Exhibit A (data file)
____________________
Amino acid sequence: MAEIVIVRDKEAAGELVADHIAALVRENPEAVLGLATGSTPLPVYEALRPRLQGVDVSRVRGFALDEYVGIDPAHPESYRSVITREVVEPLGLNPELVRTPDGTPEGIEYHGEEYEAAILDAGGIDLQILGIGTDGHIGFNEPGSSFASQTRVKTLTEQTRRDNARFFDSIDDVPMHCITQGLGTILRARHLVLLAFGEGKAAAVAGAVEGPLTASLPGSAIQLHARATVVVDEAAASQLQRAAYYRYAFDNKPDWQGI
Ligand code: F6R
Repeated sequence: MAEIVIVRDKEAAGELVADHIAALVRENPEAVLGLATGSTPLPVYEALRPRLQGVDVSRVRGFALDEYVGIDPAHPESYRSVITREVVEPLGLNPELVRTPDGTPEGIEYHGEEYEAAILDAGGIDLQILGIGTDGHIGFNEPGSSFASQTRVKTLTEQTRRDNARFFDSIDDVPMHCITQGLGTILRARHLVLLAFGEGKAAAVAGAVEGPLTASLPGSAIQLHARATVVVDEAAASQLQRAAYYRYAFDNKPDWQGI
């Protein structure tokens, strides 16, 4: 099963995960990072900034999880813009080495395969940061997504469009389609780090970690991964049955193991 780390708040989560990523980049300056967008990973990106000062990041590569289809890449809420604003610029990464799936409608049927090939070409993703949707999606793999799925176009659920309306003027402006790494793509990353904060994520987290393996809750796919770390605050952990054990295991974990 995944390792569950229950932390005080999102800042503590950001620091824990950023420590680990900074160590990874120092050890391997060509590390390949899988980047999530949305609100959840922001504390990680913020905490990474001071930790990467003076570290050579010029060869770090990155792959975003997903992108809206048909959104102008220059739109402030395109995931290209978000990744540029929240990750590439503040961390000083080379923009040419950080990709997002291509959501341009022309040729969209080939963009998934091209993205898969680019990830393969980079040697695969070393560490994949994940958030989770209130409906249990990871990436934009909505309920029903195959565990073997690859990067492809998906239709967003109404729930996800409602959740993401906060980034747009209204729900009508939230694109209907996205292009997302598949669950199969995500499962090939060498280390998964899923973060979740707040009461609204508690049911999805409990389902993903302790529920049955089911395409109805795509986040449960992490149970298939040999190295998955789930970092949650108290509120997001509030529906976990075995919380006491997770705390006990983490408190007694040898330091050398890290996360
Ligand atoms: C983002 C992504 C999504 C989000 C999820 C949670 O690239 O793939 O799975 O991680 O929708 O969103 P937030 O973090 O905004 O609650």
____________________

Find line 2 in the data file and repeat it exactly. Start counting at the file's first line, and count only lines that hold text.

Ligand code: F6R